Computer Aided Geometric Design

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Computer Aided Geometric Design. Class Exercise #4 Differential Geometry of Curves. 1. Q.1. Let be an arc-length parameterized curve. Prove: is a straight line. is a plane curve. 2. Solution - Part 1 (. Recall that is the magnitude of the curvature vector: Therefore,

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Computer Aided Geometric Design

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1. Computer Aided Geometric Design Class Exercise #4 Differential Geometry of Curves 1

2. Q.1 Let be an arc-length parameterized curve. Prove: is a straight line. is a plane curve. 2

3. Solution - Part 1 ( Recall that is the magnitude of the curvature vector: Therefore, and by integration: for some real constants 3

4. Solution - Part 1 ( This already means: The direction of the curve is in fact a constant direction. To verify that this is a line, we integrate again and: 4

5. Solution - Part 1 ( and we obtained the parameterization of the straight line passing through with the direction (Conversely – the same with differentiation!) 5

6. Solution - Part 1 ( Question: Where did we use the fact that the curve was arc-length parameterized? Is a general parameterization with not necessarily a straight line? 6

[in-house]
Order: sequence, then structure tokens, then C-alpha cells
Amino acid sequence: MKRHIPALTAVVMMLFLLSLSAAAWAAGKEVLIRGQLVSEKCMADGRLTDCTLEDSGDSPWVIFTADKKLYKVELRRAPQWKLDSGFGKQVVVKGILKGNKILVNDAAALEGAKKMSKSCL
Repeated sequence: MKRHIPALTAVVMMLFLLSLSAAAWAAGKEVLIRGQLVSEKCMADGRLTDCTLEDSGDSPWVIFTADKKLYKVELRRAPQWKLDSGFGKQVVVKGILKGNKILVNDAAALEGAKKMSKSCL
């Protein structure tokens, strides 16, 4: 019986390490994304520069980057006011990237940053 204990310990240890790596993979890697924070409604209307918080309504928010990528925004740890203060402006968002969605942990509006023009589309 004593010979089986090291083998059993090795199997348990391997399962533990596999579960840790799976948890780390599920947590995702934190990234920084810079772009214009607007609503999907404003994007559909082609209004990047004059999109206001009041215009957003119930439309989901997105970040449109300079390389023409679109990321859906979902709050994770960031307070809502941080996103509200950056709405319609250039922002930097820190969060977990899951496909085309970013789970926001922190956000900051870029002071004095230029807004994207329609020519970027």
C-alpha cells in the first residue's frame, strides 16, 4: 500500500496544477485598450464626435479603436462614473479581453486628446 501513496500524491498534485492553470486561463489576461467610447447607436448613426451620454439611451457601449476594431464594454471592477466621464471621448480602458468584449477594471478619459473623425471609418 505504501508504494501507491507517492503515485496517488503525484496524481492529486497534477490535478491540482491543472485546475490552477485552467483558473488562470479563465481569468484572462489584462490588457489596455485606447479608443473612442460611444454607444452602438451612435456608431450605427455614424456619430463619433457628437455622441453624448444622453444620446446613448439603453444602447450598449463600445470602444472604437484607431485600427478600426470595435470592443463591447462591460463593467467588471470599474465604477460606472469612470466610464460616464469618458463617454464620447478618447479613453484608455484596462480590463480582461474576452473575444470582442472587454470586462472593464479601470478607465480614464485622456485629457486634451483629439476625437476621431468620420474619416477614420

7. Solution - Part 1 ( Answer: This should also be true for non arc-length parameterization… Recall that for non arc-length: 7

8. Solution - Part 1 ( if then: is the zero vector. When does a cross product vanish? 8

9. Solution - Part 1 ( when and are the same (or opposite) directions. We understand this as follows: The tangent never changes direction, only magnitude. 9

10. Solution - Part 2 ( How can we show that a curve is planar? (without the knowledge of this being equivalent to which we are trying to prove….) 10

11. Solution - Part 2 ( We must show that the curve is contained in some plane. A general (implicit) representation of a plane: where is a constant (non-zero) vector, and . 11

12. Solution - Part 2 ( In our case: we show that: where is the bi-normal at some point. 12

13. Solution - Part 2 ( let for some . since: we have: which means is a constant vector. 13

14. Solution - Part 2 ( Now we look at: and therefore: and is planar. 14

15. Solution - Part 2 ( conversely: If a curve is planar then it is in fact contained in the (constant) osculating plane. This means that the bi-normal is constant: 15

16. Solution - Part 2 ( Points to think about: Is this the case for non arc-length parameterizations? What if ? Is the torsion well defined? 16

17. Q.2 Let be an arc-length parameterized curve. Prove that if all normal vectors to the curve pass through a point, then is an arc of a circle. 17

18. Solution It suffices to show that: is planar. has constant curvature. 18

19. Solution The assumption on the normal vectors means there exists a scalar function such that: Where is a constant point in . 19

20. Solution Differentiating gives: Which means: 20